ISLAMORADA -- Chris Sante, who served two Village Council terms between 2002 and 2008, announced last week that he'll seek a return to the dais this November.
Sante submitted qualifying papers to run for the council's Seat 4, joining a crowded race that already features another two-time former councilman, Bob Johnson, as well as hotelier Paul Bates and real estate agent Janet Wood.
All four candidates are seeking to replace Mayor Ted Blackburn, who is not seeking a third term.
"My background of being involved in the village for six years and my business experience allows me to bring a lot to the table, whereas I believe the other candidates don't have the same level of experience," Sante told the Free Press last week.
He said he chose to run for the open seat because the four incumbents who are pursuing another term are doing a good job.
One of those incumbents, Dave Purdo, had drawn competition as of Monday, one day before the deadline to qualify for the ballot. He will face former State Attorney Dennis Ward.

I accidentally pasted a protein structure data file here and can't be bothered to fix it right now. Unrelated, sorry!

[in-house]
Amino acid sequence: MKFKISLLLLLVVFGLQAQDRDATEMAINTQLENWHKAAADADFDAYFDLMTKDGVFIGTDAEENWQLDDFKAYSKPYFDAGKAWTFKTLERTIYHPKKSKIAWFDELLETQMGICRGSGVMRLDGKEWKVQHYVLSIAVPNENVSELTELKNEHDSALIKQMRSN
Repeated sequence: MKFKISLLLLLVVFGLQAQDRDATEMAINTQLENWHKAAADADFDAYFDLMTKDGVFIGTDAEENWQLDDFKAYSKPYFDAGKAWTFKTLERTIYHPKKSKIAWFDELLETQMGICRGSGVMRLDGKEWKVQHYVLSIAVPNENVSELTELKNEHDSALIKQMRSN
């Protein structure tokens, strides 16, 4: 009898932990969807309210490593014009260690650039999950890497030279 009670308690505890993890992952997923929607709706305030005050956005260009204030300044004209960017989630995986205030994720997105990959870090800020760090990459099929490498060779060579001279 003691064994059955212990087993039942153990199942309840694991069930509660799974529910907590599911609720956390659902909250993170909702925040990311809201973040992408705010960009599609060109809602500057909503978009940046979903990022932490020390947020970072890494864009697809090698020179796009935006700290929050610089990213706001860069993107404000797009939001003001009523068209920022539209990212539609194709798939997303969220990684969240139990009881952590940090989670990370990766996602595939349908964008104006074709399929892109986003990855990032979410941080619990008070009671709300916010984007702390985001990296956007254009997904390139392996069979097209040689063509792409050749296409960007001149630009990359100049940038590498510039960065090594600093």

Incumbent Deb Gillis was expected to face local businessman Buddy Pinder, if he completed the required qualification procedure by the Tuesday deadline.
Councilmen Mike Forster and Ken Philipson were expected to retain their seats barring an 11th hour challenge on Tuesday.
During his previous council tenure Sante became the first person in the short history of the village to be chosen three times by his colleagues to hold the largely honorary mayoral post.
Sante is one of three Islamoradans, along with three-time mayor Michael Reckwerdt and village founder Ron Levy, to be bestowed the title of mayor emeritus.
His business holdings in the Upper Keys include a mortgage brokerage, a pest control business and numerous rental properties.
Sante said one reason he is seeking office is to be involved in the process of changing the village's architectural standards. The village has already begun discussing regulations aimed at preserving Islamorada's small-town character in the face of a potential influx of chain stores.
Sante also wants to reduce the town's payroll.
"I believe we are still overstaffed," he said.
The race for Seat 4 will renew the rivalry between Johnson and Sante, who often clashed over development and other issues while they served together nearly a decade ago.
Johnson took Sante's announcement in stride Friday afternoon.
"I think the campaign ought to be fun," he said.